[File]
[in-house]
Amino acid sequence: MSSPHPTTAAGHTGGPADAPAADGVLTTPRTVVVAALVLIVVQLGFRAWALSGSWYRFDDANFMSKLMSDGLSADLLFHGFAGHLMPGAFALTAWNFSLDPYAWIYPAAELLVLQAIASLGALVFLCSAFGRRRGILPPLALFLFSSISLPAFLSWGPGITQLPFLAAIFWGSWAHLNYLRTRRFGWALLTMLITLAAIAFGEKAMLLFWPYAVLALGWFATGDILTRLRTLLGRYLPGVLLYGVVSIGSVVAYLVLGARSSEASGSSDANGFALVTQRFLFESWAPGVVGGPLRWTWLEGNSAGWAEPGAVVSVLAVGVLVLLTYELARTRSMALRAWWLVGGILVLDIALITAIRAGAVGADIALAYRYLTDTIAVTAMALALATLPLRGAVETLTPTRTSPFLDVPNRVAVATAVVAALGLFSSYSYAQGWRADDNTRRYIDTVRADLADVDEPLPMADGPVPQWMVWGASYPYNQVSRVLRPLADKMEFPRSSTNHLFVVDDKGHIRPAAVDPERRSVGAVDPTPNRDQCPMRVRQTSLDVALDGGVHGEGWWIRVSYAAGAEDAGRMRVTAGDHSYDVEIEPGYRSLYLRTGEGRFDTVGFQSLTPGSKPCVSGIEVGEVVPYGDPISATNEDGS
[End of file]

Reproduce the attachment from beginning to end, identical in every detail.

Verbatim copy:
[in-house]
Amino acid sequence: MSSPHPTTAAGHTGGPADAPAADGVLTTPRTVVVAALVLIVVQLGFRAWALSGSWYRFDDANFMSKLMSDGLSADLLFHGFAGHLMPGAFALTAWNFSLDPYAWIYPAAELLVLQAIASLGALVFLCSAFGRRRGILPPLALFLFSSISLPAFLSWGPGITQLPFLAAIFWGSWAHLNYLRTRRFGWALLTMLITLAAIAFGEKAMLLFWPYAVLALGWFATGDILTRLRTLLGRYLPGVLLYGVVSIGSVVAYLVLGARSSEASGSSDANGFALVTQRFLFESWAPGVVGGPLRWTWLEGNSAGWAEPGAVVSVLAVGVLVLLTYELARTRSMALRAWWLVGGILVLDIALITAIRAGAVGADIALAYRYLTDTIAVTAMALALATLPLRGAVETLTPTRTSPFLDVPNRVAVATAVVAALGLFSSYSYAQGWRADDNTRRYIDTVRADLADVDEPLPMADGPVPQWMVWGASYPYNQVSRVLRPLADKMEFPRSSTNHLFVVDDKGHIRPAAVDPERRSVGAVDPTPNRDQCPMRVRQTSLDVALDGGVHGEGWWIRVSYAAGAEDAGRMRVTAGDHSYDVEIEPGYRSLYLRTGEGRFDTVGFQSLTPGSKPCVSGIEVGEVVPYGDPISATNEDGS